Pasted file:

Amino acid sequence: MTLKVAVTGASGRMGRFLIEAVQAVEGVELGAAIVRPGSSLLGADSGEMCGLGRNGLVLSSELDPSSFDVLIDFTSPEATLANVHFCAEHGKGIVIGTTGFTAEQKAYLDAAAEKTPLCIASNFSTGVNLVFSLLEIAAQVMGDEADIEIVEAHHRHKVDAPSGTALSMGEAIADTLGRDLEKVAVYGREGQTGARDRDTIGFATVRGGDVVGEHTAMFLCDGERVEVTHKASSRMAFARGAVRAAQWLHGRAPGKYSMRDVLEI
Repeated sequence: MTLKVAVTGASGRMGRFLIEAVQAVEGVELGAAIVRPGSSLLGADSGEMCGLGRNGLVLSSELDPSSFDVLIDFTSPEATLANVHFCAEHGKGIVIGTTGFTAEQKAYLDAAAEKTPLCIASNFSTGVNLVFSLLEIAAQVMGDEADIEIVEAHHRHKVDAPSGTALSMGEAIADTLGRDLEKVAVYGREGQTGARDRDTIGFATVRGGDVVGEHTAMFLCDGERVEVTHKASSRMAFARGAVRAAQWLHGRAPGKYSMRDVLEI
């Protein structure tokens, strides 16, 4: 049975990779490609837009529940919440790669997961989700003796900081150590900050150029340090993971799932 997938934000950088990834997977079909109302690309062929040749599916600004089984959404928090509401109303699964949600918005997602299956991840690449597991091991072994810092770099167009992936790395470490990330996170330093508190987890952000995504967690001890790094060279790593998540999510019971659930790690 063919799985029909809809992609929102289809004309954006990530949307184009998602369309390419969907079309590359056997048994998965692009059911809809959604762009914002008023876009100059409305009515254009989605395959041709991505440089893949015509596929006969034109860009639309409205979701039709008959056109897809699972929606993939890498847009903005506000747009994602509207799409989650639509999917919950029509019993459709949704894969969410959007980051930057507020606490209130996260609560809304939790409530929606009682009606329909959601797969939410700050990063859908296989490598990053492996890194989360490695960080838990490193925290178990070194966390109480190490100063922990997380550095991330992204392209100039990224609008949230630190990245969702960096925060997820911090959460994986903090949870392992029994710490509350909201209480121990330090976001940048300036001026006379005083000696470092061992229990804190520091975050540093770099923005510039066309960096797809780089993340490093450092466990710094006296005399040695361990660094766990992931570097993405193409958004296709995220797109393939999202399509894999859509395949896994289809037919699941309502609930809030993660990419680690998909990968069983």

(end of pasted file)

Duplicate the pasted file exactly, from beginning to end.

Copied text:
Amino acid sequence: MTLKVAVTGASGRMGRFLIEAVQAVEGVELGAAIVRPGSSLLGADSGEMCGLGRNGLVLSSELDPSSFDVLIDFTSPEATLANVHFCAEHGKGIVIGTTGFTAEQKAYLDAAAEKTPLCIASNFSTGVNLVFSLLEIAAQVMGDEADIEIVEAHHRHKVDAPSGTALSMGEAIADTLGRDLEKVAVYGREGQTGARDRDTIGFATVRGGDVVGEHTAMFLCDGERVEVTHKASSRMAFARGAVRAAQWLHGRAPGKYSMRDVLEI
Repeated sequence: MTLKVAVTGASGRMGRFLIEAVQAVEGVELGAAIVRPGSSLLGADSGEMCGLGRNGLVLSSELDPSSFDVLIDFTSPEATLANVHFCAEHGKGIVIGTTGFTAEQKAYLDAAAEKTPLCIASNFSTGVNLVFSLLEIAAQVMGDEADIEIVEAHHRHKVDAPSGTALSMGEAIADTLGRDLEKVAVYGREGQTGARDRDTIGFATVRGGDVVGEHTAMFLCDGERVEVTHKASSRMAFARGAVRAAQWLHGRAPGKYSMRDVLEI
């Protein structure tokens, strides 16, 4: 049975990779490609837009529940919440790669997961989700003796900081150590900050150029340090993971799932 997938934000950088990834997977079909109302690309062929040749599916600004089984959404928090509401109303699964949600918005997602299956991840690449597991091991072994810092770099167009992936790395470490990330996170330093508190987890952000995504967690001890790094060279790593998540999510019971659930790690 063919799985029909809809992609929102289809004309954006990530949307184009998602369309390419969907079309590359056997048994998965692009059911809809959604762009914002008023876009100059409305009515254009989605395959041709991505440089893949015509596929006969034109860009639309409205979701039709008959056109897809699972929606993939890498847009903005506000747009994602509207799409989650639509999917919950029509019993459709949704894969969410959007980051930057507020606490209130996260609560809304939790409530929606009682009606329909959601797969939410700050990063859908296989490598990053492996890194989360490695960080838990490193925290178990070194966390109480190490100063922990997380550095991330992204392209100039990224609008949230630190990245969702960096925060997820911090959460994986903090949870392992029994710490509350909201209480121990330090976001940048300036001026006379005083000696470092061992229990804190520091975050540093770099923005510039066309960096797809780089993340490093450092466990710094006296005399040695361990660094766990992931570097993405193409958004296709995220797109393939999202399509894999859509395949896994289809037919699941309502609930809030993660990419680690998909990968069983």